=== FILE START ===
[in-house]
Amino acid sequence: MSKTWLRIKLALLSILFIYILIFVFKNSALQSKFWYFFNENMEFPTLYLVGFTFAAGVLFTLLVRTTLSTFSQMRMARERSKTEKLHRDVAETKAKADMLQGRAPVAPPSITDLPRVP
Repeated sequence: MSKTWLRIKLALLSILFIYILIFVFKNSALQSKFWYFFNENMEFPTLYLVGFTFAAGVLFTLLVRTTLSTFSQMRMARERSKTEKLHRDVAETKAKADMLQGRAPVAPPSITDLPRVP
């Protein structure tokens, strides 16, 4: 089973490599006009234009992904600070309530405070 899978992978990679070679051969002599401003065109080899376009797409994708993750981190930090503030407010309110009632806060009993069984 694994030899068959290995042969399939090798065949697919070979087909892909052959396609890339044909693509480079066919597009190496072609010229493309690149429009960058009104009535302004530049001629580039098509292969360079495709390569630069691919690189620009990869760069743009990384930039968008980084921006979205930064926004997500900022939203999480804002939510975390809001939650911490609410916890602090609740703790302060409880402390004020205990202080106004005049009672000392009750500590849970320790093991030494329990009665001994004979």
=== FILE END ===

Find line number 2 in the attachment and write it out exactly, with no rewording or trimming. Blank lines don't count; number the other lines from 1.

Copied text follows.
Amino acid sequence: MSKTWLRIKLALLSILFIYILIFVFKNSALQSKFWYFFNENMEFPTLYLVGFTFAAGVLFTLLVRTTLSTFSQMRMARERSKTEKLHRDVAETKAKADMLQGRAPVAPPSITDLPRVP